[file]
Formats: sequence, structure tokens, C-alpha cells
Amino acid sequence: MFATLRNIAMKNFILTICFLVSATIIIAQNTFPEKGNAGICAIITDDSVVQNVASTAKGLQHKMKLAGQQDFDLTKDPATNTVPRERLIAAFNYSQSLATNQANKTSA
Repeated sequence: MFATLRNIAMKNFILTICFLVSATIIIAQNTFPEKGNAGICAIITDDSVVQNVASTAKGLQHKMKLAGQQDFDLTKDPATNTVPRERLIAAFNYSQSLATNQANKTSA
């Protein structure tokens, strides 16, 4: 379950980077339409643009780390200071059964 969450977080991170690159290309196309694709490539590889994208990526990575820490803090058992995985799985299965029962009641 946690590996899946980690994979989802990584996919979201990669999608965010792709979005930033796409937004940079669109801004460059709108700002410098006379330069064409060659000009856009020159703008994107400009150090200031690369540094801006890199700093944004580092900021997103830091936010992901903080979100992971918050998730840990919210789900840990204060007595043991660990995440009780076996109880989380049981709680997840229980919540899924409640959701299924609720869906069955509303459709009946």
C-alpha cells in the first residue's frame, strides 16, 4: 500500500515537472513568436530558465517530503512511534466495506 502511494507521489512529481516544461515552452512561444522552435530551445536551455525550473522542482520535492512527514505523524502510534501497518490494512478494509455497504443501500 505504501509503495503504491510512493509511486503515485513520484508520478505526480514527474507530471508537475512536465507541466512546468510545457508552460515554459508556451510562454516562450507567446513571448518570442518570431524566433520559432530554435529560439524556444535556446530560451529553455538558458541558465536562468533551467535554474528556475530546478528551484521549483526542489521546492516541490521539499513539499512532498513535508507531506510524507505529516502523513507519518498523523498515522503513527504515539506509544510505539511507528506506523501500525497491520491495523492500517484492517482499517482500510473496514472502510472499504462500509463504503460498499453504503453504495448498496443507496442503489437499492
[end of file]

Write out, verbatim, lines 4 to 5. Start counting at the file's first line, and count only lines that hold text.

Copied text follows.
């Protein structure tokens, strides 16, 4: 379950980077339409643009780390200071059964 969450977080991170690159290309196309694709490539590889994208990526990575820490803090058992995985799985299965029962009641 946690590996899946980690994979989802990584996919979201990669999608965010792709979005930033796409937004940079669109801004460059709108700002410098006379330069064409060659000009856009020159703008994107400009150090200031690369540094801006890199700093944004580092900021997103830091936010992901903080979100992971918050998730840990919210789900840990204060007595043991660990995440009780076996109880989380049981709680997840229980919540899924409640959701299924609720869906069955509303459709009946």
C-alpha cells in the first residue's frame, strides 16, 4: 500500500515537472513568436530558465517530503512511534466495506 502511494507521489512529481516544461515552452512561444522552435530551445536551455525550473522542482520535492512527514505523524502510534501497518490494512478494509455497504443501500 505504501509503495503504491510512493509511486503515485513520484508520478505526480514527474507530471508537475512536465507541466512546468510545457508552460515554459508556451510562454516562450507567446513571448518570442518570431524566433520559432530554435529560439524556444535556446530560451529553455538558458541558465536562468533551467535554474528556475530546478528551484521549483526542489521546492516541490521539499513539499512532498513535508507531506510524507505529516502523513507519518498523523498515522503513527504515539506509544510505539511507528506506523501500525497491520491495523492500517484492517482499517482500510473496514472502510472499504462500509463504503460498499453504503453504495448498496443507496442503489437499492